Prior to healthcare being funded through taxes raised by all levels of government … people would not be able to afford the cost of accessing hospitals, walk-in clinics, or the services of doctors … and the same could be said for education.
Again, quoting the Law Society of B.C., “… as a society we have recognized that healthcare and education … are necessary for the well-being of society … when individuals enjoy equal access to justice, the welfare of society is enriched and its core values are secured.”
That costs money, however, and as already stated, governments of all political stripes appear to be more interested in providing LESS funding.
And surprise, surprise, we certainly are not going to hear about that. No, instead government uses their typical flashy media extravaganzas to announce things they should be doing. Things like paving highways, providing necessities in seniors home, building classrooms, etc. You know, the things of good governance.
Here is what the Law Society’s Vision for Public Legal Aid in British Columbia looks like:
“The rule of law is the foundation of our democratic society. Every person must have the opportunity to understand how the rule of law affects their daily lives. Legal Aid is an essential service necessary to ensure all persons have that opportunity and understand its effect and to access our justice system.”
A survey by the Law Society indicated that virtually all in the legal field thought government ought to view legal aid as an essential public service, and especially when it came to the following areas:
- custody/guardianship 49 per cent
- mental health reviews 47 per cent
- child support 46 per cent
- access/parenting time 46 per cent
- and child abuse 45 per cent
The issues and problems with Legal Aid are not unknown to the BC NDP government … nor were they by the Gordon Campbell and Christy Clark Liberals before them. I’m not guessing at this … it’s fact … as this journey over just four years shows:
… we have almost 95 per cent of people in our family courts unrepresented … single moms cannot get a lawyer. They are expected to go up against former spouses who very often can afford to pay a lawyer … roughly 40 per cent of people who are accused of criminal offenses are forced to fend for themselves in court because they can’t afford a lawyer.
Mother says abduction case highlights B.C.’s family legal aid shortcomings … to be eligible for legal aid in family law cases … the person must also meet a financial eligibility test — a level that is essentially set at the poverty line … very limited level of assistance for people in emergencies … of those who apply for legal aid, 75 per cent are women … three out of five applications are refused.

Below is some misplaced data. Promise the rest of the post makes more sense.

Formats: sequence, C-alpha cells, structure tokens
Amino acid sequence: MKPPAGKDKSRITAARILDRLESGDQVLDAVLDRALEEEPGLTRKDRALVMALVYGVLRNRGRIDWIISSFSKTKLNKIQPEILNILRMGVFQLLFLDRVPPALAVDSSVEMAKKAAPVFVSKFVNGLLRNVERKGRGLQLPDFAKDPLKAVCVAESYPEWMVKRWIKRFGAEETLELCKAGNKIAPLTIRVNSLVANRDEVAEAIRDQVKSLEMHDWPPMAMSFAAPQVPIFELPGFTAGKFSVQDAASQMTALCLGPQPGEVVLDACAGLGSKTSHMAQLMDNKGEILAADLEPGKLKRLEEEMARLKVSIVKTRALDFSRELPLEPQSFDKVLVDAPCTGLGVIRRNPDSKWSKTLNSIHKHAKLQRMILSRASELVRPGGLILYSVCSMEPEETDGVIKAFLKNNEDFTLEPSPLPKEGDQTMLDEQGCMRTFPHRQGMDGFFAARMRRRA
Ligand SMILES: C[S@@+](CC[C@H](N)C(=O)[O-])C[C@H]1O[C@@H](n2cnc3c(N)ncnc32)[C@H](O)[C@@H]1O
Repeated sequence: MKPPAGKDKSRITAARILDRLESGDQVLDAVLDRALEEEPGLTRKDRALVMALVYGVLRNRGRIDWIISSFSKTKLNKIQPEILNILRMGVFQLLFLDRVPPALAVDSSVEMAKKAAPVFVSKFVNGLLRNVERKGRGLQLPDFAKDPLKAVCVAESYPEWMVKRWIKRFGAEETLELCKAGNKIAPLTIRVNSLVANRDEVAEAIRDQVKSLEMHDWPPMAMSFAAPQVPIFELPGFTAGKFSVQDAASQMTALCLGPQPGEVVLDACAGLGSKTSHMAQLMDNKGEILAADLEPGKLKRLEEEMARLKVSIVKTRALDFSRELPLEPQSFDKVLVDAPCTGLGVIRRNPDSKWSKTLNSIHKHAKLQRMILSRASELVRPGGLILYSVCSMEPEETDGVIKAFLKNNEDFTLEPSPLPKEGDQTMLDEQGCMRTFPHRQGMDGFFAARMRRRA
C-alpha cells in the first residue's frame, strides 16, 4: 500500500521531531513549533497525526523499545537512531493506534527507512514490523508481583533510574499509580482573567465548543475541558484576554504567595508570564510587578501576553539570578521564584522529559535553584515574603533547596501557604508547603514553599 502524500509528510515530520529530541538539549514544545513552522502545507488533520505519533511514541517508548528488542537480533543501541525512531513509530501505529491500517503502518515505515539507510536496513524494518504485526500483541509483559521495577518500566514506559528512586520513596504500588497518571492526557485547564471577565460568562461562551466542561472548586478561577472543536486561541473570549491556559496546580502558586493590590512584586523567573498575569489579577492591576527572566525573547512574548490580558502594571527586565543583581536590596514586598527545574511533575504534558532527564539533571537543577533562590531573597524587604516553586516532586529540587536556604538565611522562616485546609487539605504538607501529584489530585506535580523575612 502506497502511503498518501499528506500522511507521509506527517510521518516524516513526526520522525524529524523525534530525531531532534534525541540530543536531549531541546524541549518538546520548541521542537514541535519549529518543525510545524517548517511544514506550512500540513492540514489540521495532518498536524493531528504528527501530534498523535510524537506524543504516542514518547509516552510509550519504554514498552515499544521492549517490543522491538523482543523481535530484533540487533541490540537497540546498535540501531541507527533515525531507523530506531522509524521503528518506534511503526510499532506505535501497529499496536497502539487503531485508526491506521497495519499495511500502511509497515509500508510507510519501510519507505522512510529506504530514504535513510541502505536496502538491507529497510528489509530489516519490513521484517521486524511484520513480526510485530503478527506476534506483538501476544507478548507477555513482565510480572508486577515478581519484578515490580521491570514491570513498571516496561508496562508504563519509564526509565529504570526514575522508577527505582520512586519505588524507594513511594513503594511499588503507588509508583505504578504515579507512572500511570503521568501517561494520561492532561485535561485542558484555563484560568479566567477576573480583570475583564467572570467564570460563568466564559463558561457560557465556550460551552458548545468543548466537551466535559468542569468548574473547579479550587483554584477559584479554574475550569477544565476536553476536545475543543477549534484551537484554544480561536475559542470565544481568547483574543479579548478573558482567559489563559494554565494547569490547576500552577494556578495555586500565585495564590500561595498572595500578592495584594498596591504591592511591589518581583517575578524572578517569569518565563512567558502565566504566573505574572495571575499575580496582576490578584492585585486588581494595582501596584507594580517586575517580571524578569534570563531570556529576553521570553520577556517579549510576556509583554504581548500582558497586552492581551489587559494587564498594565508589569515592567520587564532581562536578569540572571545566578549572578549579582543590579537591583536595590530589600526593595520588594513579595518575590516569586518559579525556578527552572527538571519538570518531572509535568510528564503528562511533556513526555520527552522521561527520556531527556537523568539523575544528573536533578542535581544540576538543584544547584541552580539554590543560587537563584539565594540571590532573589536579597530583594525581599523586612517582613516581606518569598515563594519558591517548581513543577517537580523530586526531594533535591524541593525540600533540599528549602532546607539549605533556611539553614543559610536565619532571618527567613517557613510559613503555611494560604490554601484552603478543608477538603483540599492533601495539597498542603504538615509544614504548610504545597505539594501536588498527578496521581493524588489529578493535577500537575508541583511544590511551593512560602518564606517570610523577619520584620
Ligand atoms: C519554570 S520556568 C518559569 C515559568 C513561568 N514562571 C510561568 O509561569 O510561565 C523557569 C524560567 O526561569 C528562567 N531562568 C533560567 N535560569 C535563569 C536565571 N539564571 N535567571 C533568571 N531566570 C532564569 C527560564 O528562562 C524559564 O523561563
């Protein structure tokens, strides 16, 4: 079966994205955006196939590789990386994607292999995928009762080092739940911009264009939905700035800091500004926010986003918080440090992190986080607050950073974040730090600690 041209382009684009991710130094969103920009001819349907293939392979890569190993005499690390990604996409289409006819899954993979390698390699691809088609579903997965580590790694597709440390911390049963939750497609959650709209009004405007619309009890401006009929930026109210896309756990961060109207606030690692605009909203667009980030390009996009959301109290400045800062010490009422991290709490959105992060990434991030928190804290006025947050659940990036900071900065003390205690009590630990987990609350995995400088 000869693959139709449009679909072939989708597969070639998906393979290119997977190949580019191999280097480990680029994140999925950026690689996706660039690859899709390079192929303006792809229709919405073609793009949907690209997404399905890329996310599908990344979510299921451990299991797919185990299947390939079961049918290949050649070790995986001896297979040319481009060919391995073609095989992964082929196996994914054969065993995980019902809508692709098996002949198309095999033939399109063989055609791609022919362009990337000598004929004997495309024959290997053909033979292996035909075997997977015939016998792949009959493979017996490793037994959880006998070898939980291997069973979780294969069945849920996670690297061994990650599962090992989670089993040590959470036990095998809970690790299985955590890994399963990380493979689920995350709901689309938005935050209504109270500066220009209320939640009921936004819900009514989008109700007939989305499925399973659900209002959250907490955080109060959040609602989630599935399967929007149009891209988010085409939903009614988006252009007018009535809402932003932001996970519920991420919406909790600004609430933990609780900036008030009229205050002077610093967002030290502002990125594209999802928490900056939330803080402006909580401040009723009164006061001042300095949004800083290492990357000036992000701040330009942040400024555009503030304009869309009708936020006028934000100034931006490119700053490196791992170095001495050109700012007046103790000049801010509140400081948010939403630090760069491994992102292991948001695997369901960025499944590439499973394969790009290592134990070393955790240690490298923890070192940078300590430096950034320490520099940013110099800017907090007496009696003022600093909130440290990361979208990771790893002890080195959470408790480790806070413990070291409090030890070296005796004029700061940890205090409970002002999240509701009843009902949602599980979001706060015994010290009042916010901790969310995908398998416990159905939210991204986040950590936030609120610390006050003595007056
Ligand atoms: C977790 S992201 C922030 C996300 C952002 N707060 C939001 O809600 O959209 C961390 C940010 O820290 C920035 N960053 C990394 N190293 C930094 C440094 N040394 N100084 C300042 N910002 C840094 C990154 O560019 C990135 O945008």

“It is essentially broken as it is unable to adequately provide individuals with justice in the courtroom“. B.C. is not meeting needs … only one per cent of government expenditures are directed into the legal system. Funding has been cut since 2002 when the government closed 24 courthouses and the Legal Services Society closed 45 offices. “Today, there is no fat to trim and the system is seriously frayed,” states the CBABC report.
Angela Marie MacDougall, the executive director of Vancouver’s Battered Women’s Support Services, said she often refers her clients to the legal aid society but remains concerned for the future. “Temporary isn’t sufficient when we’re talking about a vulnerable population.”
Ms. Birgit Eder, a member of the Trial Lawyers Association of British Columbia’s legal aid action committee, said there was a time when every British Columbian who needed a lawyer had one, no matter what their financial status, but that is no longer the case. “Our legal aid system is broken.” She said that is a direct result of provincial government under-funding … Gordon Campbell’s government cut the legal aid budget by 40 per cent in 2002.
In 1992, a provincial sales tax was applied to legal services in B.C. The tax was in the amount of seven per cent (7%), which despite later denials by the BC Liberals, was to be used towards the cost of Legal Aid in B.C. The government of the day did reference that the revenue from the tax would offset the escalating costs of legal aid, and by 2013 revenue from this tax was approximately $150 million dollars.
That money, however, was not being applied to legal aid.
In July 2014 NDP Attorney General critic Leonard Krog, felt fine to criticize the BC Liberals for misappropriating what he indicated should have been used for Legal Aid. He commented that the $74.5 million budget was nowhere near the $92+ million dollars Legal Aid had received as a budget a decade earlier … and went so far as to criticize the Liberals for cutting expenditures at the expense of low-income British Columbians.